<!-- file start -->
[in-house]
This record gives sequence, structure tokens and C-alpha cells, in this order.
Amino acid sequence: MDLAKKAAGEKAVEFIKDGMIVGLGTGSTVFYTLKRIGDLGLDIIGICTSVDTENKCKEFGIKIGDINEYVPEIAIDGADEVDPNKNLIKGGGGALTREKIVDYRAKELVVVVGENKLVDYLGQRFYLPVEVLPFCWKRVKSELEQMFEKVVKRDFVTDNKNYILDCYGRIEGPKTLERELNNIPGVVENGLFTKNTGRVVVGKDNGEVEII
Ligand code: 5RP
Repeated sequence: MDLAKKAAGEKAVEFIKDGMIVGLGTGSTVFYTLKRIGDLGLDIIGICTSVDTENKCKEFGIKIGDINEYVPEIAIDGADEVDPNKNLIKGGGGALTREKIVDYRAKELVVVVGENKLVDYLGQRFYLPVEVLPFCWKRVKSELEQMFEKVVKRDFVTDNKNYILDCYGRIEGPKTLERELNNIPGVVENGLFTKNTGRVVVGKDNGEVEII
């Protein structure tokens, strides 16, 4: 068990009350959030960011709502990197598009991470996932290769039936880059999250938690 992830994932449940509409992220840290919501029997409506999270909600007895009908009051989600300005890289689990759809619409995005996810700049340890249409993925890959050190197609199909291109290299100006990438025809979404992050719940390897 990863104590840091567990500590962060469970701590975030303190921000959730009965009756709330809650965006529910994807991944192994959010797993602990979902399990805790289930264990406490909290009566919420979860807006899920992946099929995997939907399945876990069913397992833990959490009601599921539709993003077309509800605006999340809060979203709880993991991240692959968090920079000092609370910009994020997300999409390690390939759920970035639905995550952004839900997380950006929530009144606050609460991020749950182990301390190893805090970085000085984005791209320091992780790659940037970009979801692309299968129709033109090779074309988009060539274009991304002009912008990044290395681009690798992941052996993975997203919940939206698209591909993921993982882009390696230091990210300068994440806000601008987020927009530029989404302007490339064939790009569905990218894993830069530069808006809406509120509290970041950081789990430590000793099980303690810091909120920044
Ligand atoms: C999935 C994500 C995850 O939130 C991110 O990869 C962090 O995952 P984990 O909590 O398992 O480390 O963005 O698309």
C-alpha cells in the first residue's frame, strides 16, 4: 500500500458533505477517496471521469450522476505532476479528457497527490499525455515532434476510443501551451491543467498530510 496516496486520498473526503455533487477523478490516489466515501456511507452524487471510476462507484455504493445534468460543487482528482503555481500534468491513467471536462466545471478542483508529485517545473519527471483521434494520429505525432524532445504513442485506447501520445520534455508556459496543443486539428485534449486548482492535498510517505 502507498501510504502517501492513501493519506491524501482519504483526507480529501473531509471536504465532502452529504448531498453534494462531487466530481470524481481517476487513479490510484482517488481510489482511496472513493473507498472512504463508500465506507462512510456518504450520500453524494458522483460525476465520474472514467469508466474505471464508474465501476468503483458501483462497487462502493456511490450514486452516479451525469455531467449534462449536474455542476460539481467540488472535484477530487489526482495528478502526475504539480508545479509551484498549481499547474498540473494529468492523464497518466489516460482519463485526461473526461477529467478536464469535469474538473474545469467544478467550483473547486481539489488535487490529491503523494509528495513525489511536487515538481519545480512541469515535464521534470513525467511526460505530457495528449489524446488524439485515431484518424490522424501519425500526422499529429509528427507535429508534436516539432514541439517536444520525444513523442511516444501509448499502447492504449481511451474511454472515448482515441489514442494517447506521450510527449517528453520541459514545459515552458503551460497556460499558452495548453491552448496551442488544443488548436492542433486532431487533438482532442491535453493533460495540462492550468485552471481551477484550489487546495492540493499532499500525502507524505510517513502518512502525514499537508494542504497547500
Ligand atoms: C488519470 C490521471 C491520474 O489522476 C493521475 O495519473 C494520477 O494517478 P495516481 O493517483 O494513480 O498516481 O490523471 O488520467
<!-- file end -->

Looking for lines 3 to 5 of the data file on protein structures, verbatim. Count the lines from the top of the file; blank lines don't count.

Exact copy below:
Amino acid sequence: MDLAKKAAGEKAVEFIKDGMIVGLGTGSTVFYTLKRIGDLGLDIIGICTSVDTENKCKEFGIKIGDINEYVPEIAIDGADEVDPNKNLIKGGGGALTREKIVDYRAKELVVVVGENKLVDYLGQRFYLPVEVLPFCWKRVKSELEQMFEKVVKRDFVTDNKNYILDCYGRIEGPKTLERELNNIPGVVENGLFTKNTGRVVVGKDNGEVEII
Ligand code: 5RP
Repeated sequence: MDLAKKAAGEKAVEFIKDGMIVGLGTGSTVFYTLKRIGDLGLDIIGICTSVDTENKCKEFGIKIGDINEYVPEIAIDGADEVDPNKNLIKGGGGALTREKIVDYRAKELVVVVGENKLVDYLGQRFYLPVEVLPFCWKRVKSELEQMFEKVVKRDFVTDNKNYILDCYGRIEGPKTLERELNNIPGVVENGLFTKNTGRVVVGKDNGEVEII